> > >
> > > If I'm wrong and this is useless, just ignore without comment.
> > >
> > >
> > >
> > > dp <- densityplot(~y, main = "",
> > >                   xlab = "", ylab = "")
> > > grid.newpage()
> > > pushViewport(
> > >    viewport(width = unit(.5,"npc"),
> > >             height = unit(.3,"npc"),
> > >             angle = 270))
> > > print(dp, newp = FALSE,  ## this is the print.trellis method
> > >       panel.width = list(1,"npc"),
> > >       panel.height = list(1, "npc")
> > > )
> > >
> > > Bert Gunter
> > >
> > > "The trouble with having an open mind is that people keep coming along and sticking things into it."
> > > -- Opus (aka Berkeley Breathed in his "Bloom County" comic strip )
> > >
> > >
> > > On Tue, Oct 12, 2021 at 1:43 PM Luigi Marongiu <marongiu.luigi using gmail.com> wrote:
> > >>
> > >> Hello,
> > >> I would like to show a density plot of the Y axis. To do that, I would
> > >> like to split the plot into a panel 2/3 long and a density plot 1/3
> > >> long. The problem is that, since the density is on the Y axis, the
> > >> density plot should be rotated byb90 degrees. I tried with the package
> > >> gridGraphics but it rotates both panels.
> > >> ```
> > >> negative_y <- runif(50, 0, 0.099)
> > >> negative_x <- runif(50, 1, 40)
> > >> positive_y <- c(runif(30, 0.2, 0.5), runif(20, 0.4, 0.5))
> > >> positive_x <- c(runif(30, 25, 40), runif(20, 10, 25))
> > >> uncertain_y <- runif(10, 0.099, 0.2)
> > >> uncertain_x <- runif(10, 2, 40)
> > >> # plot on MR/FCN space
> > >> layout(matrix(c(1,2),nrow=1), widths=c(3,1)) # split panels unevenly
> > >> plot(negative_x, negative_y, ylim=c(0,0.5), xlim=c(0,41), cex=1.5,
> > >> xlab=expression(bold("X")),
> > >> ylab=expression(bold("Y")))
> > >> points(positive_x, positive_y, pch=16, cex=1.5)
> > >> points(uncertain_x, uncertain_y, pch=16, cex=1.5, col="grey")
> > >> legend("topleft",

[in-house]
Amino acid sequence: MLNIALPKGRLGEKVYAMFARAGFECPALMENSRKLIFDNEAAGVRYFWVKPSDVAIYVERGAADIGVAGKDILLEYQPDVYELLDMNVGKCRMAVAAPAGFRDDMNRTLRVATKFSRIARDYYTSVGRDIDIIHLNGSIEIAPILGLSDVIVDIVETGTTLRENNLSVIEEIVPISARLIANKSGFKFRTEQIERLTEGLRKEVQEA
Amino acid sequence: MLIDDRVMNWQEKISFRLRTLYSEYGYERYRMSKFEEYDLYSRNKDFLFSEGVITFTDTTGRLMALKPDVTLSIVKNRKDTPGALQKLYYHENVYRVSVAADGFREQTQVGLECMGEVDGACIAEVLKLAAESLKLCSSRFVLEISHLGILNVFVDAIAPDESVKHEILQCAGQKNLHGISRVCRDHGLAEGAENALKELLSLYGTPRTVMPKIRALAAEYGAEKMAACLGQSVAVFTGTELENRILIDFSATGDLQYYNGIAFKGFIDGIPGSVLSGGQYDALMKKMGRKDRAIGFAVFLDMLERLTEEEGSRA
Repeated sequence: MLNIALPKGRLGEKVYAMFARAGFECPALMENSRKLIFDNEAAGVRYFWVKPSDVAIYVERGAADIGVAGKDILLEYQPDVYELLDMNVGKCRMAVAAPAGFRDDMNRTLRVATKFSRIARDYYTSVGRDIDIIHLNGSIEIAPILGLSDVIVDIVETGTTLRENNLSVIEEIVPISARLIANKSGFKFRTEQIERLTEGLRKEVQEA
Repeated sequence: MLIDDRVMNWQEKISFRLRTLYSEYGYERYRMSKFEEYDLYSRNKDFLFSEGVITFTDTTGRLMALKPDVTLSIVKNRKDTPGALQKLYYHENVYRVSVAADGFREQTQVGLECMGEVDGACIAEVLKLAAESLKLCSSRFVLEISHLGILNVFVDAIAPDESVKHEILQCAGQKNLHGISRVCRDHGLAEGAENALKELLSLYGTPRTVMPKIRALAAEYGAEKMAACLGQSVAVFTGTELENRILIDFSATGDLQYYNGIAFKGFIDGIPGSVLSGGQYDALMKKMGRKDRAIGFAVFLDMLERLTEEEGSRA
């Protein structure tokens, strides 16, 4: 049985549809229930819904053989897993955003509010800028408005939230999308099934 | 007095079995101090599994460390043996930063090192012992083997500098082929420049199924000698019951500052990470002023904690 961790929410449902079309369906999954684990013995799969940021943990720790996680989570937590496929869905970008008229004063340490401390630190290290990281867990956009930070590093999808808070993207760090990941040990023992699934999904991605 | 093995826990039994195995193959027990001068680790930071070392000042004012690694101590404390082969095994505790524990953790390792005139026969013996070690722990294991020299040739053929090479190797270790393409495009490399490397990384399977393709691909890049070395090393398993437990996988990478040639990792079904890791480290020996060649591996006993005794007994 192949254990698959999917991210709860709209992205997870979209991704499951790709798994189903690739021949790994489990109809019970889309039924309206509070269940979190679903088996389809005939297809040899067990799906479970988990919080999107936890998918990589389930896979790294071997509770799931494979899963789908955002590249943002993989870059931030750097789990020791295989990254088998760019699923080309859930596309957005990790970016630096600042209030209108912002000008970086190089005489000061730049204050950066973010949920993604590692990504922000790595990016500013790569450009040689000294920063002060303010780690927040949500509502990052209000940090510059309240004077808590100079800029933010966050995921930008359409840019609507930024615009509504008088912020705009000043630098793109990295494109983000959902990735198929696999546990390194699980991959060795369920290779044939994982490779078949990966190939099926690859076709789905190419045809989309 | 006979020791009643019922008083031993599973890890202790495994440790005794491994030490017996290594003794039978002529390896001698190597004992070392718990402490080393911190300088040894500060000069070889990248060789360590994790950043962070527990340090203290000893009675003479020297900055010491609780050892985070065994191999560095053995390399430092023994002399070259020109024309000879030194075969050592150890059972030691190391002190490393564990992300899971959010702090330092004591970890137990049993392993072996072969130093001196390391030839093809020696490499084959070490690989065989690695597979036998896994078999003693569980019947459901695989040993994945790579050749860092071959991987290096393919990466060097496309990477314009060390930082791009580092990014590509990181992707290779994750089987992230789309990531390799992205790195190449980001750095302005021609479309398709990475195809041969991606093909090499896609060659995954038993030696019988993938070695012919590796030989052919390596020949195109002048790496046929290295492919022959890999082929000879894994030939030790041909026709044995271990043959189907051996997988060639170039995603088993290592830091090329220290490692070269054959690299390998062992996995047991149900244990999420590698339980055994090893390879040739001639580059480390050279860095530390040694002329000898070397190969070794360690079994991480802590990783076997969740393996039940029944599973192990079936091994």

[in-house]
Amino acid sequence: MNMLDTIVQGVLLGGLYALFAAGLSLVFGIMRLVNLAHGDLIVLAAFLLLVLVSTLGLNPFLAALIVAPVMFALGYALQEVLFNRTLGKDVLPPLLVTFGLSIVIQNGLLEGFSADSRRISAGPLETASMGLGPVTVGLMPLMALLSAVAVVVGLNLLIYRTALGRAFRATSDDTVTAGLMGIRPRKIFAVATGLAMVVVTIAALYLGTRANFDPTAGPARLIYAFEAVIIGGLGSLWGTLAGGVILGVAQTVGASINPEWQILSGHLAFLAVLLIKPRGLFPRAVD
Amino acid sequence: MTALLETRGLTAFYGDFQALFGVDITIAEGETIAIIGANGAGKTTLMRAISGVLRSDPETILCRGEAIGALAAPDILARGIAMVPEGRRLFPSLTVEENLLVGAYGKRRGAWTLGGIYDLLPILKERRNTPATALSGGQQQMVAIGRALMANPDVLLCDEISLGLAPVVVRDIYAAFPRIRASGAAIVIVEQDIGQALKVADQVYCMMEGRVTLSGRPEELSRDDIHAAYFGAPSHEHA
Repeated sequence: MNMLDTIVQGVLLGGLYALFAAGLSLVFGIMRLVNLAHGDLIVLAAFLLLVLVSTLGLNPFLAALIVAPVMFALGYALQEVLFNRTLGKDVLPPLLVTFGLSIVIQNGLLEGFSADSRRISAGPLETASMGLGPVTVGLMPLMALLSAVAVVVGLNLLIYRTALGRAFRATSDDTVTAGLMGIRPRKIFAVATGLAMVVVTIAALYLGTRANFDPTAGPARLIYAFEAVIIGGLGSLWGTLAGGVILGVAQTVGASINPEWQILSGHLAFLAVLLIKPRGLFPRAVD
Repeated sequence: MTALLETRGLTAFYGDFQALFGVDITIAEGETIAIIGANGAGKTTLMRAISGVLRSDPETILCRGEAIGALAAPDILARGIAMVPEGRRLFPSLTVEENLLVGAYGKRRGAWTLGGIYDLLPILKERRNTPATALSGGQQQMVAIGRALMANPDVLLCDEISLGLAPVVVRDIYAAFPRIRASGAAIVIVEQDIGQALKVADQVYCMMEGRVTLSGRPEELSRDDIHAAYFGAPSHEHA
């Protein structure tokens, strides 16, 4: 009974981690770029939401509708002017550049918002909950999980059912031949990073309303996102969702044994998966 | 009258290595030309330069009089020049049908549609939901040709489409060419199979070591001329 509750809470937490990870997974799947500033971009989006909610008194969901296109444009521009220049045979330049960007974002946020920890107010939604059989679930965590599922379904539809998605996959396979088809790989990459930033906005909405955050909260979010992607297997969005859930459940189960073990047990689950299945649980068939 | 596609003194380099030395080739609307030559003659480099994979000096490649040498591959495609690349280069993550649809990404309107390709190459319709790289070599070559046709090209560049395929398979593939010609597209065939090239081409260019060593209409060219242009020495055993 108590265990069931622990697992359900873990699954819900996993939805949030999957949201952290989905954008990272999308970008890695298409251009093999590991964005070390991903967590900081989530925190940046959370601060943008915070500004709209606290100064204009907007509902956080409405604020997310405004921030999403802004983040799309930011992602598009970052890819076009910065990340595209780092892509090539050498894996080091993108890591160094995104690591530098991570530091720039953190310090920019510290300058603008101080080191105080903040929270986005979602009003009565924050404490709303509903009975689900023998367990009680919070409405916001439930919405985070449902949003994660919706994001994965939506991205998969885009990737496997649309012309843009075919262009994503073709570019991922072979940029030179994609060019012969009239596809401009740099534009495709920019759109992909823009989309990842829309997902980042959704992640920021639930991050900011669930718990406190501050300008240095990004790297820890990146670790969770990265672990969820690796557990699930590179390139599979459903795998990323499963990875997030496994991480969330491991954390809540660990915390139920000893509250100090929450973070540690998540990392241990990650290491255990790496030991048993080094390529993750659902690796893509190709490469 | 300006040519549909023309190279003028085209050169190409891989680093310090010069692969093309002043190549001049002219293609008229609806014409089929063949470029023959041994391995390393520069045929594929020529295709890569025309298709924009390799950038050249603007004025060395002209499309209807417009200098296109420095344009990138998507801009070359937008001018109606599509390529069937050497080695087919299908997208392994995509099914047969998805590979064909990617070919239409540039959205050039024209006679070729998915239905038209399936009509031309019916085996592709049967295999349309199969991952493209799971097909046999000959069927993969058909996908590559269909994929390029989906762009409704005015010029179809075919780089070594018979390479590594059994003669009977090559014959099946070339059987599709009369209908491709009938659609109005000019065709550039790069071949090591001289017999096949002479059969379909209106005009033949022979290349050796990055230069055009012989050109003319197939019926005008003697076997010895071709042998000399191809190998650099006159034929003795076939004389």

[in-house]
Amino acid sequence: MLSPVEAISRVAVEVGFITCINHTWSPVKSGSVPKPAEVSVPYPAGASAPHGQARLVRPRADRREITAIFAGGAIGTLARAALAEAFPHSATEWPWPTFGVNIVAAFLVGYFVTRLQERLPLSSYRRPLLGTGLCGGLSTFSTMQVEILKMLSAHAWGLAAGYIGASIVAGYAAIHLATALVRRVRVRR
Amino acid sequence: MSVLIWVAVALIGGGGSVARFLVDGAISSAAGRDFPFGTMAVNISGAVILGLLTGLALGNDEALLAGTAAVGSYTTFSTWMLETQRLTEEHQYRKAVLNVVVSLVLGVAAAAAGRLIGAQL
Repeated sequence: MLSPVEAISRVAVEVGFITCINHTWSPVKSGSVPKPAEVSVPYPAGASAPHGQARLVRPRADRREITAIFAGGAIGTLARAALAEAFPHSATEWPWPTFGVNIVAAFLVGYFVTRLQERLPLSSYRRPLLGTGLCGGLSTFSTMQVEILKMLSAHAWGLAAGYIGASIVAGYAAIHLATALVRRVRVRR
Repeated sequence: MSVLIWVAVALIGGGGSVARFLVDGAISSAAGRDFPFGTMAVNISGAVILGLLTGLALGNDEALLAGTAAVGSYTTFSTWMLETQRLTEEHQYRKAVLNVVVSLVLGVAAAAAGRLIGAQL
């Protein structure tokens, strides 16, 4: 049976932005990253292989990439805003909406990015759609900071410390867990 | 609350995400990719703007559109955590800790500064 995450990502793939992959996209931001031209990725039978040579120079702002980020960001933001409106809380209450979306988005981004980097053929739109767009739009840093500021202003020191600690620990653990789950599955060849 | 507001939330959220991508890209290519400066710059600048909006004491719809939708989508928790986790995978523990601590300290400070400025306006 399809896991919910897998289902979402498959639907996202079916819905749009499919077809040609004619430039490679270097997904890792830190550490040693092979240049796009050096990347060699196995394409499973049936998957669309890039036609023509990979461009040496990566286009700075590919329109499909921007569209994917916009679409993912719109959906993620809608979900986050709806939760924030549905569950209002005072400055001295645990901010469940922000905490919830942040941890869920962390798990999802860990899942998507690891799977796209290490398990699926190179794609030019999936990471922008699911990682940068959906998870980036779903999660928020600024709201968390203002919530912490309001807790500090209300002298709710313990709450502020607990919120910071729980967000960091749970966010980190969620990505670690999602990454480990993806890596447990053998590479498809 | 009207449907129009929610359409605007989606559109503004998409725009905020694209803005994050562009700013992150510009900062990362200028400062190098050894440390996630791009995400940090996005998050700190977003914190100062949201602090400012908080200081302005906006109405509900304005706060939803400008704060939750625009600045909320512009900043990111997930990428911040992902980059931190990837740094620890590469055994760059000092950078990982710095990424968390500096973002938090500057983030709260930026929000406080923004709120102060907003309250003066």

> > >> legend = c("Positives", "Negatives", "Uncertains"),
> > >> pch = c(16, 1, 16), col=c("black", "black", "grey"), cex=0.8)
> > >> # plot density
> > >> plot(density(c(negative_y, uncertain_y, positive_y)),
> > >> yaxt="n", xaxt="n", main=NA, ylab=NA, xlab=NA)
> > >> library(gridGraphics)
> > >> grab_grob <- function(){
> > >> grid.echo()
> > >> grid.grab()
> > >> }
> > >> g <- grab_grob()
> > >> grid.newpage()
> > >> pushViewport(viewport(width=0.7,angle=270))
> > >> grid.draw(g)
> > >> ```
> > >> How can I rotate only the second panel? I tried to assign the second
> > >> plot to an object p and then call grid.draw(p), or to assign g to the
> > >> second plot, but they did not work...
> > >> Thanks
> > >>
> > >>
> > >> --
> > >> Best regards,
> > >> Luigi
> > >>
> > >> ______________________________________________
> > >> R-help using r-project.org mailing list -- To UNSUBSCRIBE and more, see
> > >> https://stat.ethz.ch/mailman/listinfo/r-help
> > >> and provide commented, minimal, self-contained, reproducible code.
> >
> >
> >
> > --
> > Best regards,
> > Luigi
> >
> > ______________________________________________
> > R-help using r-project.org mailing list -- To UNSUBSCRIBE and more, see
> > https://stat.ethz.ch/mailman/listinfo/r-help